Choosing a key instantly gives you a list of chords to use as a starting point for chords-first songs.
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The way you choose to compose a song will largely depend on established songwriting habits, but also on your musical background. Songwriters with a strong theory background will tend to use that knowledge, at least in part, for working out some of the musical details.
If, however, your experience in music is more practical and less theoretical, you’ll likely resort to improvisation and related techniques for developing your songs. It’s not a question of right or wrong; it has to do with familiarity. We tend to rely on the methods we’re most familiar with.
If you are the kind of writer who likes to vamp a chord progression, developing melodic ideas as you go, and working out lyrics bit by bit, it may not seem to be an important detail to know what key your song is in. Most of the time, that will take care of itself. It might be seen to be similar to building a tree-fort: you can do it without foreknowledge of the exact details about the floor, window or roof. But when it’s done (and assuming it’s been done well), it can look like you followed a blueprint.
But you can save a lot of time and create music that has a strong musical structure by identifying the key at some point early on in the songwriting process. Why? Because knowing the key instantly gives you a set of chords that all belong together. It doesn’t limit your chord choices, since you can always add altered chords (chords that don’t naturally belong to a key) if you choose. But coming up with those 7 naturally-occurring chords can help to speed up your songwriting.
If you are a songwriter who uses chord improvisation to start the process, here are some tips for discovering the key you seem to be working in.
- Make note of the chords you’re using. If, early on, you are only using two chords, moving back and forth between them, key will be hard to determine. But once you’ve got three chords in use, key becomes easier to determine.
- Write a scale for each chord your song uses. If, for example, your three chords are D, Em and G, you will write three scales: a D major scale, an E minor scale, and a G major scale. If this is a bit beyond your theory knowledge at the moment, here’s how to do it: For major scales, start on the first note, and move upward by the following intervals: Tone – Tone – semitone – Tone – Tone – Tone – Semitone. For minor scales, move upward by the following intervals: Tone – semitone – Tone – Tone – Tone – Tone – semitone. This creates a melodic minor scale.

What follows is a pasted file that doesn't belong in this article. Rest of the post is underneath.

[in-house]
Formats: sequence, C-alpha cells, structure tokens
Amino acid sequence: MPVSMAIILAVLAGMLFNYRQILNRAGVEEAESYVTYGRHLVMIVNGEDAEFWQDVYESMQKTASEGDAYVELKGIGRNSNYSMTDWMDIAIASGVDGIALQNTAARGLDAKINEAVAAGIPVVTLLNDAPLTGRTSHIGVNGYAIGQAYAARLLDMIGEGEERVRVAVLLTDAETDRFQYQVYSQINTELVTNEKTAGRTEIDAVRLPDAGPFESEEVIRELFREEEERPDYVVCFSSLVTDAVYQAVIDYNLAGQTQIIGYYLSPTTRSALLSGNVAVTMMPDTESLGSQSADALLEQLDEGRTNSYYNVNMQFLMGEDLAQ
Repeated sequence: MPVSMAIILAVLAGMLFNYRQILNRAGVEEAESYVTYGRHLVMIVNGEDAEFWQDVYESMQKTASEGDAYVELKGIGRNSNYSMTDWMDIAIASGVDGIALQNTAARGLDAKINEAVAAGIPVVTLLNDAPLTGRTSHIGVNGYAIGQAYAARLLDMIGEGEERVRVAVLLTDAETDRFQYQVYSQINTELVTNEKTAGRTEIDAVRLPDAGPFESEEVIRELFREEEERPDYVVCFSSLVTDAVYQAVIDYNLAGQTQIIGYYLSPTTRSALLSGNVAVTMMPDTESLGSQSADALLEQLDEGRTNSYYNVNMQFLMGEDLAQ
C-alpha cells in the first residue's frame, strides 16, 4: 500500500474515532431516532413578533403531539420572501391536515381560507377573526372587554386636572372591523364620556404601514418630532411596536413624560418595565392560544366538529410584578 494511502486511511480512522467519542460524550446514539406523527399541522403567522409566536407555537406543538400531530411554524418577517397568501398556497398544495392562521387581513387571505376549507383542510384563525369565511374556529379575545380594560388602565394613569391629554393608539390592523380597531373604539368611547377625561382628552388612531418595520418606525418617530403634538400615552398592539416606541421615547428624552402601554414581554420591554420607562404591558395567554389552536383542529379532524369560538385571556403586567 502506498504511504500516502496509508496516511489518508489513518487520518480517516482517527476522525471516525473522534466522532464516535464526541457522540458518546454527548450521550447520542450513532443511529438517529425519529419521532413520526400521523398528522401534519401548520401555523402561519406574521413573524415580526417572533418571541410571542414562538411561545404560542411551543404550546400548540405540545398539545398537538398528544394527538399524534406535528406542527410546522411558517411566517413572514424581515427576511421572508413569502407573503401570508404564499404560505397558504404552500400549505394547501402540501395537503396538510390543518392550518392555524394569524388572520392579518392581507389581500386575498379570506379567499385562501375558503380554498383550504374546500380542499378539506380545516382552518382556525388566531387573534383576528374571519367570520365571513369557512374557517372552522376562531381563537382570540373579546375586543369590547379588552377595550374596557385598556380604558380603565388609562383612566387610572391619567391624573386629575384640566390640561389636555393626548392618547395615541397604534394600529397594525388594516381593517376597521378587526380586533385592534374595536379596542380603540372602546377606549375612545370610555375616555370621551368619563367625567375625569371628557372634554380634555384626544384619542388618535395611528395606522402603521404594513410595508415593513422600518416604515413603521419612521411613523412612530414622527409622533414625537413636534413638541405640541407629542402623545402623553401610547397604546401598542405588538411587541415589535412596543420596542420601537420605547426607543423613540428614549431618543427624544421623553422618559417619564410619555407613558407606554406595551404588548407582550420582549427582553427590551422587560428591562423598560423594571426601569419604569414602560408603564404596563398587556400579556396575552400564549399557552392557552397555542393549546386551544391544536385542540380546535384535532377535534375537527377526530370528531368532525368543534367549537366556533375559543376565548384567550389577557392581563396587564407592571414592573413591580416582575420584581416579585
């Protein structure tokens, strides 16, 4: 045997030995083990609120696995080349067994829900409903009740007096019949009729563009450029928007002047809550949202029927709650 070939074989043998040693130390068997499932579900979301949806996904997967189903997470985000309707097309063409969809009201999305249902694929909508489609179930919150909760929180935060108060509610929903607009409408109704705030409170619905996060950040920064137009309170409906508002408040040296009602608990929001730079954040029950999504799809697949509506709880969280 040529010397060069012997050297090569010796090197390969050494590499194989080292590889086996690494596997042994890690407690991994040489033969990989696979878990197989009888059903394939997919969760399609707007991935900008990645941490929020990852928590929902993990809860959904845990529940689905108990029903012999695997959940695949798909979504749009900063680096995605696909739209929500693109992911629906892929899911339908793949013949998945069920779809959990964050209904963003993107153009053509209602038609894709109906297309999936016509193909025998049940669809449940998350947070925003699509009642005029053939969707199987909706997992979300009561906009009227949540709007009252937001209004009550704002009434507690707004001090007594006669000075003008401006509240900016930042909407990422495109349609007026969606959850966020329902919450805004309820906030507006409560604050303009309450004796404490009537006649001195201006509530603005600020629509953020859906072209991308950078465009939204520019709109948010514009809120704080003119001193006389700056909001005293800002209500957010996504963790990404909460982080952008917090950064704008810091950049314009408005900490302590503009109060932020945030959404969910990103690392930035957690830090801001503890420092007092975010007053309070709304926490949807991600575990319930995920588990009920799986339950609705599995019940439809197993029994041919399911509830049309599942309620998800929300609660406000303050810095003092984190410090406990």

- Identify a possible key. The easiest way (though not always fool-proof) is to find the scale that, if you were to build chords on each note of it, would include the other chords you’ve been using.
- Make a final determination. Look at the chord that happens at the end of most of your song’s sections. What is the final chord of the chorus? What chord starts the song? If you find that D is the chord that seems to be acting like “home”, your song is likely to be in D major.
- Write triads above each note of the scale representing your song’s key. This final step gives you the seven chords that naturally occur in your chosen key.
Keep in mind that this method does not take altered chords into account, but it’s still possible to make a determination. If, in addition to D, Em and G, you’ve also been using F, you’ll note that F doesn’t “belong” to a song in D major. But if D major still sounds like the home key, even when taking F into account, F is quite likely acting as an altered chord. (To read more about altered chords, read this article.)
What this process does is eliminate a lot of the guesswork involved in choosing chords. There is no rule that prevents you from using any chord in your song, but most songs that are in a key (99% of the music you will encounter) will stick to the naturally-occurring ones. And you’ll find that your music sounds more satisfying when you provide them with that kind of structure.
Written by Gary Ewer. Follow on Twitter.
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